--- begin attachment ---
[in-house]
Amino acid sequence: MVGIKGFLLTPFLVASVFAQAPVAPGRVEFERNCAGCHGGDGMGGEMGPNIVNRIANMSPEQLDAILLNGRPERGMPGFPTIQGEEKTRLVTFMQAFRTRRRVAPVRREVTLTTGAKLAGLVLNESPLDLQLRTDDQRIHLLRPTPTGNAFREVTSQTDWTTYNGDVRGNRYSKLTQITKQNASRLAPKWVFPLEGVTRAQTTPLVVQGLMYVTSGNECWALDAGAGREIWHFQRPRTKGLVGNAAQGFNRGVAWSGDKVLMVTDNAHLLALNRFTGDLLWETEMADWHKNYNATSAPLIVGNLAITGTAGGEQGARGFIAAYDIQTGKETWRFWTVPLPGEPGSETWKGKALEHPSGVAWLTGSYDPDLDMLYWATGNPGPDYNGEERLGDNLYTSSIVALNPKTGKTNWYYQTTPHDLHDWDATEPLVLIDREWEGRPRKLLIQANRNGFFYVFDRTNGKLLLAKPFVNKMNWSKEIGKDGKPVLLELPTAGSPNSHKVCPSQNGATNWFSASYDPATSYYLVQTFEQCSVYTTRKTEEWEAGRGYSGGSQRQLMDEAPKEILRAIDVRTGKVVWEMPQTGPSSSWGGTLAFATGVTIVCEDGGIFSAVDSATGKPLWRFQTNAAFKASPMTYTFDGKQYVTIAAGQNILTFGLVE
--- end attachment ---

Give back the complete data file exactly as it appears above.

[in-house]
Amino acid sequence: MVGIKGFLLTPFLVASVFAQAPVAPGRVEFERNCAGCHGGDGMGGEMGPNIVNRIANMSPEQLDAILLNGRPERGMPGFPTIQGEEKTRLVTFMQAFRTRRRVAPVRREVTLTTGAKLAGLVLNESPLDLQLRTDDQRIHLLRPTPTGNAFREVTSQTDWTTYNGDVRGNRYSKLTQITKQNASRLAPKWVFPLEGVTRAQTTPLVVQGLMYVTSGNECWALDAGAGREIWHFQRPRTKGLVGNAAQGFNRGVAWSGDKVLMVTDNAHLLALNRFTGDLLWETEMADWHKNYNATSAPLIVGNLAITGTAGGEQGARGFIAAYDIQTGKETWRFWTVPLPGEPGSETWKGKALEHPSGVAWLTGSYDPDLDMLYWATGNPGPDYNGEERLGDNLYTSSIVALNPKTGKTNWYYQTTPHDLHDWDATEPLVLIDREWEGRPRKLLIQANRNGFFYVFDRTNGKLLLAKPFVNKMNWSKEIGKDGKPVLLELPTAGSPNSHKVCPSQNGATNWFSASYDPATSYYLVQTFEQCSVYTTRKTEEWEAGRGYSGGSQRQLMDEAPKEILRAIDVRTGKVVWEMPQTGPSSSWGGTLAFATGVTIVCEDGGIFSAVDSATGKPLWRFQTNAAFKASPMTYTFDGKQYVTIAAGQNILTFGLVE